U.S. Senator Charles Schumer and freshman Representative Mondaire Jones (D, Nyack) are calling on the Environmental Protection Agency to assist the state and county in testing immediately and tracking the chemical in public drinking water sources. 300,000 out of the 326,000 residents of Rockland have drinking water that exceeds New York’s maximum level of contaminating PFOA.
According to a recent press release, the lawmakers want the EPA to aid local regulators in conducting swift water sampling, the first step to facilitating the PFOA clean-up, followed by determining the source of contamination and developing a remediation plan. Schumer said:
“Hundreds of thousands of Rockland residents having potentially toxic PFOA in their drinking water demands an all-hands-on-deck approach, including the expertise of the EPA.”
Elevated Levels of Radiation
Several of Suez’s municipal wells were tested, and their PFOA levels were found to be greater than the state’s maximum level for drinking water, which is ten parts per trillion.
According to a media report, the PFOA levels in some of Suez’s well water are nearly twice as high, at 19 parts per trillion. Materials such as firefighting foam, product containers, and stain repellents contain the chemical.
As per the CDC, elevated radiation levels can cause cancer, high blood pressure, and vaccine ineffectiveness in infants. The leaders are pleading with the EPA to intervene to identify the cause of the pollution and assist with clean-up efforts. PFOA and a variety of related contaminants, called PFAS, are also in the water, according to Rob Hayes of Environmental Activists New York, rendering it dangerous for pregnant women and very young children.
“No one should have to worry if the water flowing out of their tap is safe to drink […] that is why Gov. Cuomo’s administration must keep water providers responsible, polluters, accountable, and ensure Rockland people have access to safe water as soon as possible […] currently investing in the requisite infrastructure and facilities improvements […] would necessitate accelerated local permitting approvals.”
Change the Toxicity of the Chemicals
A 2019 nationwide federal study examined the health effects of drinking water contaminated with perfluoroalkyl substances (PFASs). The study linked the chemicals with health issues, including some types of cancer, immune system problems, high cholesterol, and thyroid disease. The study looked at impacts among adults and children in California, Colorado, Massachusetts, Michigan, New Jersey, New York, and Pennsylvania. The study report said:
“The most recent estimate is there are over 4,700 PFAS chemicals on the global market […] by environmental groups’ estimates, up to 110 million Americans have PFAS in their drinking water.”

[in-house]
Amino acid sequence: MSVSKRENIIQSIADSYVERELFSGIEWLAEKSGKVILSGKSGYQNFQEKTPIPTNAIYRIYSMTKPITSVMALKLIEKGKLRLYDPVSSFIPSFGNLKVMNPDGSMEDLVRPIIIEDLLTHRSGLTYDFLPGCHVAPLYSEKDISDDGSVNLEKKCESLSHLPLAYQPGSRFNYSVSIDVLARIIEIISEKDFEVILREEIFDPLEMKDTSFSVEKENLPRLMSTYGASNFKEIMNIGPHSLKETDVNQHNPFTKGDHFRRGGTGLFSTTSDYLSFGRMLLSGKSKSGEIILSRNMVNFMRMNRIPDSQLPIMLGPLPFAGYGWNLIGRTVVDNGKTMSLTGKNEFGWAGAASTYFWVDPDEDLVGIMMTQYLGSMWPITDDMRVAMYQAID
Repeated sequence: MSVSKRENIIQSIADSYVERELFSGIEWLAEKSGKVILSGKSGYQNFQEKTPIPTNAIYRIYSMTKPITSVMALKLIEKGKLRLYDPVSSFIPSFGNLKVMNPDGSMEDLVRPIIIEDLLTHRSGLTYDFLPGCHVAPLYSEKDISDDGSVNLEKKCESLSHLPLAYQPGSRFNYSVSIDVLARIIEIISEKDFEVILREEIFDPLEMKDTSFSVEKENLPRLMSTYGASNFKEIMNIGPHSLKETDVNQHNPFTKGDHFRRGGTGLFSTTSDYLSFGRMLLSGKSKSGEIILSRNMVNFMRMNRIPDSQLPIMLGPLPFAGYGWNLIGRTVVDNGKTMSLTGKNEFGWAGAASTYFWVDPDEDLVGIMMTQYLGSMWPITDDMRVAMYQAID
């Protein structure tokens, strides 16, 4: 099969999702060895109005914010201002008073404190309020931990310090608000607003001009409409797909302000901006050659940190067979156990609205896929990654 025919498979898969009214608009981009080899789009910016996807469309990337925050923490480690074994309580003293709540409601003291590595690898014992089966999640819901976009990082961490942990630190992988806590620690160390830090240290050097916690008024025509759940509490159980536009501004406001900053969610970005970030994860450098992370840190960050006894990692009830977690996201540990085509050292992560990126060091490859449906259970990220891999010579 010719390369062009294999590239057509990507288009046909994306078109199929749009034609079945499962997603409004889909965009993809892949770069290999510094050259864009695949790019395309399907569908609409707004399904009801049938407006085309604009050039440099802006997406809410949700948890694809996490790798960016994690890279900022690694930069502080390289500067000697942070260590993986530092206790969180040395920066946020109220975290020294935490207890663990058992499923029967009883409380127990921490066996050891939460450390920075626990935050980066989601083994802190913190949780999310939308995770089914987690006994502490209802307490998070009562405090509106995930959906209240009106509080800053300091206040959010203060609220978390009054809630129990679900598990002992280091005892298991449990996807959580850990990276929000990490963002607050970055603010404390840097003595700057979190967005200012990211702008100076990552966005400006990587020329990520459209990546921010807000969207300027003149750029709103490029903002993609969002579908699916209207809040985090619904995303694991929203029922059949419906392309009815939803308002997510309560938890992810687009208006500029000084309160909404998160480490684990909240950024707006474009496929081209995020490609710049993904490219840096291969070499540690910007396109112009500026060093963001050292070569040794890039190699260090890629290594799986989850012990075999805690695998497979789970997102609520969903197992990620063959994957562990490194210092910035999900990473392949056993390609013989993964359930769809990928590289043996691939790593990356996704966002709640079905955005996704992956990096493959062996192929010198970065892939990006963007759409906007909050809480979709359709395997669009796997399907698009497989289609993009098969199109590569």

Perfluoroalkyl substances (PFAS) are very stable human-made chemicals that have properties that allow them to repel both water and oil. The different PFAS have different lengths and/or differ in their properties at one end, which can change the chemicals’ toxicity. The most commonly found and best-studied PFAS are perfluorooctanoic acid (PFOA) and perfluorooctanesulfonic acid (PFOS).
Where Are They Found?
These substances’ fat and water-repelling properties allowed them to be applied to almost any material to make it water, oil, and stain repellant. These properties were first used commercially in the 1950s. They are used in various consumer products, including carpets, clothing, non-stick pans, paints, polishes, waxes, cleaning products, and food packaging. Firefighters and the military use them in fire-suppressing foam.
PFAS do not readily breakdown in the environment and are water-soluble. As a result, there are deficient levels of PFAS in many areas of the environment. Higher levels can be found in water supplies near facilities manufactured, disposed of, or used PFAS. Unborn babies can be exposed to PFAS through umbilical cord blood from their mothers during pregnancy.
Exceeds New York State’s Revised Standards
Newborns can be exposed to PFAS through breast milk or through formula made with water that contains PFAS. Older children may be exposed to PFAS through food, water, and other products, similar to adults. Young children have a higher risk of exposure to PFAS from carpet and cleaning products, primarily due to time spent lying and crawling on floors in their early years.
Rockland’s water has been criticized for its odors and brownish taints at times. Its concentration of toxins, some of which are carcinogenic, meets national safety standards but exceeds New York State’s revised standards. That has prompted an outcry from some residents seeking remediation and an investigation into the source of the contamination.